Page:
Date of Graduation


Document Type


Degree Type



Statler College of Engineering and Mineral Resources


Civil and Environmental Engineering

Committee Chair

Julio F. Davalos

Committee Co-Chair

Indrajit Ray.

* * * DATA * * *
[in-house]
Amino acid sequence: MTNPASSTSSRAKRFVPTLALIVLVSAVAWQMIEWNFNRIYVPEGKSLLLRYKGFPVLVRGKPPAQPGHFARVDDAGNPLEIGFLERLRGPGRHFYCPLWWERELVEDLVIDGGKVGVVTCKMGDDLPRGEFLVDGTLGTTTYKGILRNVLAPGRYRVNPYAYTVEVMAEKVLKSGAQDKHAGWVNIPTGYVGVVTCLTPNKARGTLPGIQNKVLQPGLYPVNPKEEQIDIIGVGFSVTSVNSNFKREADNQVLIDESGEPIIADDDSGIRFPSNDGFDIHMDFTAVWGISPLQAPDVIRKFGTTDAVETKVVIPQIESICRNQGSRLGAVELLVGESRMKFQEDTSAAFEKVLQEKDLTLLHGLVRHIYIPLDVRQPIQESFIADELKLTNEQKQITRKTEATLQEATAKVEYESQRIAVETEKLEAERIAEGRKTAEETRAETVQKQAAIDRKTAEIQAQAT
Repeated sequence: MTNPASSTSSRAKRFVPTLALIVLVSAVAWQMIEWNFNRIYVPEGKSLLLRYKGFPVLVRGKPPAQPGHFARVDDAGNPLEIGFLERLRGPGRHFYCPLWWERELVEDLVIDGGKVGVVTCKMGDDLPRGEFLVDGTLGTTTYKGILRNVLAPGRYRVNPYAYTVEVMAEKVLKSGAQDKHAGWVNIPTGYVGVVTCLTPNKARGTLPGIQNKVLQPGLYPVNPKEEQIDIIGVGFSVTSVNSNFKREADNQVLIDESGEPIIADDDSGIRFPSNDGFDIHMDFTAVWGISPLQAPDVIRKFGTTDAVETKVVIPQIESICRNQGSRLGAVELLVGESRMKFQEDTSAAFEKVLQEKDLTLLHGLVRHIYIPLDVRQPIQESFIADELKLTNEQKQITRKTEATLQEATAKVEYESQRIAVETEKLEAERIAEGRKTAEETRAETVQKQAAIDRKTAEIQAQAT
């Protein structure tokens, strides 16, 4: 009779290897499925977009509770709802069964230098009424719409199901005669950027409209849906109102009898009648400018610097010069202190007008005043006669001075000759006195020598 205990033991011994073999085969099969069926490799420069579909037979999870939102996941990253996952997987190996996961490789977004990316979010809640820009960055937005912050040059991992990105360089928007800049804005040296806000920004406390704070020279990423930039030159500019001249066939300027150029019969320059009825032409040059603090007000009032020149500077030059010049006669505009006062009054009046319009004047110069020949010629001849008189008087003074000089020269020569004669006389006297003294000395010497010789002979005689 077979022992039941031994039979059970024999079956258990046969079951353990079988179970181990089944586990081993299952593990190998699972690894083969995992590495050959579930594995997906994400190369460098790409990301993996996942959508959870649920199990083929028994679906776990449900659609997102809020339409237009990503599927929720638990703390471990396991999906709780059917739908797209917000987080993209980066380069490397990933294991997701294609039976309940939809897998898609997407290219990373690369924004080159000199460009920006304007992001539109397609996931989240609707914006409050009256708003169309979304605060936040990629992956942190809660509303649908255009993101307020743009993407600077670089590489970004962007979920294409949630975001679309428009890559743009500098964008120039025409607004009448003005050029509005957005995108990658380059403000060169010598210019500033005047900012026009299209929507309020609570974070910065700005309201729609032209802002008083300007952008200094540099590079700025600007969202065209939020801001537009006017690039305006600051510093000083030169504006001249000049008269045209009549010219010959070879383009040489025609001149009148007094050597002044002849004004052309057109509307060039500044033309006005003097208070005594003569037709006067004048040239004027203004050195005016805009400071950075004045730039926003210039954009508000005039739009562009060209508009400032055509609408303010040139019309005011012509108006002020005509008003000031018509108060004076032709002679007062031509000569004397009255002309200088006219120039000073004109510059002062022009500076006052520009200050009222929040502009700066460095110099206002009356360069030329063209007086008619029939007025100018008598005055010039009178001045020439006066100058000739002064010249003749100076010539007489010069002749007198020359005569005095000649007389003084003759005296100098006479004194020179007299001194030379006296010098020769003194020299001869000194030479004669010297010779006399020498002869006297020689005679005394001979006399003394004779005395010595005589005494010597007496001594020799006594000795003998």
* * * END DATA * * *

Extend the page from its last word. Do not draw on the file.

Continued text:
In 2006, the Federal Highway Administration statistics showed that approximately one out of every 13 reinforced concrete bridges in the USA is structurally deficient. As infrastructure continues to age and deteriorate, there will not be sufficient funds to replace every deficient bridge. Therefore, effective and durable repair methods must be developed and implemented. In this research, an experimental study is presented to determine both the short- and long-term efficiencies of concrete retrofit with externally-bonded carbon fiber reinforced polymer (CFRP) fabrics. The primary objective is to determine effective concrete-repair and CFRP-retrofit approaches for rehabilitation of deteriorated concrete bridge girders, based on potential for long-term durability and costs. This two-part study consisted of 35 large-scale reinforced concrete beam specimens. Part I consisted of 14 beams with dimensions 6x8x108" and Part II consisted of 21 beams with dimensions 6x8x78". The beams were cast using chloride contaminated, low-strength and highly porous concrete; and they were aged using an induced electric current technique. Supplementary tests were also conducted on specimens and materials, including cylinder compression, rebound hammer, ultrasonic pulse velocity, FRP-concrete pull-off, FRP direct tension, and crack measurement.;In Part I two substrate repair methods were compared, epoxy crack-injection and complete replacement of concrete cover using polymer-modified concrete, and long-term durability was studied by inducing additional corrosion after repair. In Part II the performance of three unique FRP anchorage schemes were compared under both static and cyclic loading. Scheme 1 consisted of only flexural FRP without anchors, scheme 2 consisted of only two strategically placed anchors on each beam, and scheme 3 consisted of eight anchors evenly spaced along each span. In Part I, it was found that polymer concrete patch repair with corrosion inhibitors was by far the most durable substrate repair method, although all beams experienced further deterioration and loss in strength upon additional corrosion. In Part II, there were not significant differences in load capacity, deflection, or stiffness among the three anchoring schemes. The fatigue cyclic loading affected the failure mode of the beams. The accelerated corrosion process used in this research was adjusted using trial beam samples, and became successful and dependable in producing consistently artificially-aged specimens. This research provided further insight into future bridge rehabilitation and contributed to practical guidelines for concrete patch-repair and CFRP retrofit of concrete girders, to assure long-term adequate performance under environmental and mechanical loads.